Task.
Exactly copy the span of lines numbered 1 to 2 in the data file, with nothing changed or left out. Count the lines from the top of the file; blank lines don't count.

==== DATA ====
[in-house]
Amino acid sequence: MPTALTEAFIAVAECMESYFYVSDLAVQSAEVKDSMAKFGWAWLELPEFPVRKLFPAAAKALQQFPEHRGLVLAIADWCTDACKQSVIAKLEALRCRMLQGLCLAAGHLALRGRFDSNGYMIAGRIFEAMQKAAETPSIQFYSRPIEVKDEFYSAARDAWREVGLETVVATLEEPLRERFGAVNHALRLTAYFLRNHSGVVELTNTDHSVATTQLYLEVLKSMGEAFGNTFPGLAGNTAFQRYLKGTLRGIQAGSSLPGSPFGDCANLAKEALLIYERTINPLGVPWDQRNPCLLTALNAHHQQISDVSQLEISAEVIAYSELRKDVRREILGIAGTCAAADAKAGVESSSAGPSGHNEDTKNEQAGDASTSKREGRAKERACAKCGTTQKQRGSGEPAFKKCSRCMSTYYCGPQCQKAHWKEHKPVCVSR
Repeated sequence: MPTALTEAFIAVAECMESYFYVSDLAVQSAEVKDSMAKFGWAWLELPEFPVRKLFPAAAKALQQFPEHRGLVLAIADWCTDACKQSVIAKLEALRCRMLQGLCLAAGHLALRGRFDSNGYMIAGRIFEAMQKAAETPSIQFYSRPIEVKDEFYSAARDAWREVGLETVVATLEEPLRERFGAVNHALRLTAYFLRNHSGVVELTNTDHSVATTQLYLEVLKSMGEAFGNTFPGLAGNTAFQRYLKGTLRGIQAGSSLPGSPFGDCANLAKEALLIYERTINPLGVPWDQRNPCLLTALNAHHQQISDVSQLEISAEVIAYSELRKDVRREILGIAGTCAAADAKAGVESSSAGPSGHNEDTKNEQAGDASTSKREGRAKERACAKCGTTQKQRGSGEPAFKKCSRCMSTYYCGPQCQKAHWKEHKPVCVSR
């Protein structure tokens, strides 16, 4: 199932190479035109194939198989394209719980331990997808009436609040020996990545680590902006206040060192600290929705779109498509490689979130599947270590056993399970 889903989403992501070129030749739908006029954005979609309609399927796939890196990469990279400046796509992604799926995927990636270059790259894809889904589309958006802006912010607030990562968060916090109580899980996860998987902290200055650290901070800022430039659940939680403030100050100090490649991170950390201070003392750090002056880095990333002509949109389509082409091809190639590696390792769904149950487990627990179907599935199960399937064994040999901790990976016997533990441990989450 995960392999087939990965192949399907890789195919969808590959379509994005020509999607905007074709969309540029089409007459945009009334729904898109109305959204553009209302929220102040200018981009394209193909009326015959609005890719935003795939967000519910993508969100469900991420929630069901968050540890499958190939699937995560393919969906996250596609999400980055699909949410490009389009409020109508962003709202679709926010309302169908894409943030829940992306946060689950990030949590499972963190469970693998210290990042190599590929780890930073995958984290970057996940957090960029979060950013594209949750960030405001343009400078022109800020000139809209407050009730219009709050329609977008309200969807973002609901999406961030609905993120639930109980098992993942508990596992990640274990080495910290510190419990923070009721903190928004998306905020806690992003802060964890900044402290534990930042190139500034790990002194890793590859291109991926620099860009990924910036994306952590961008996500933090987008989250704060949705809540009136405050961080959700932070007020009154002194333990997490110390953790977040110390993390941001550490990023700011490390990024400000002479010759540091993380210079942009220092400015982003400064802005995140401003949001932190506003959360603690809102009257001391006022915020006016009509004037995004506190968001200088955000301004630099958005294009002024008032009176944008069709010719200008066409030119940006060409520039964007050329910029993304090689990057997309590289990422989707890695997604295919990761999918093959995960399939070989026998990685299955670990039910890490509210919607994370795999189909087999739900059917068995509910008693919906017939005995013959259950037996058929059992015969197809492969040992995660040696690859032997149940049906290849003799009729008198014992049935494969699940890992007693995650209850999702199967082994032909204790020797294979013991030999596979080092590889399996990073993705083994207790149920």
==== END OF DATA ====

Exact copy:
[in-house]
Amino acid sequence: MPTALTEAFIAVAECMESYFYVSDLAVQSAEVKDSMAKFGWAWLELPEFPVRKLFPAAAKALQQFPEHRGLVLAIADWCTDACKQSVIAKLEALRCRMLQGLCLAAGHLALRGRFDSNGYMIAGRIFEAMQKAAETPSIQFYSRPIEVKDEFYSAARDAWREVGLETVVATLEEPLRERFGAVNHALRLTAYFLRNHSGVVELTNTDHSVATTQLYLEVLKSMGEAFGNTFPGLAGNTAFQRYLKGTLRGIQAGSSLPGSPFGDCANLAKEALLIYERTINPLGVPWDQRNPCLLTALNAHHQQISDVSQLEISAEVIAYSELRKDVRREILGIAGTCAAADAKAGVESSSAGPSGHNEDTKNEQAGDASTSKREGRAKERACAKCGTTQKQRGSGEPAFKKCSRCMSTYYCGPQCQKAHWKEHKPVCVSR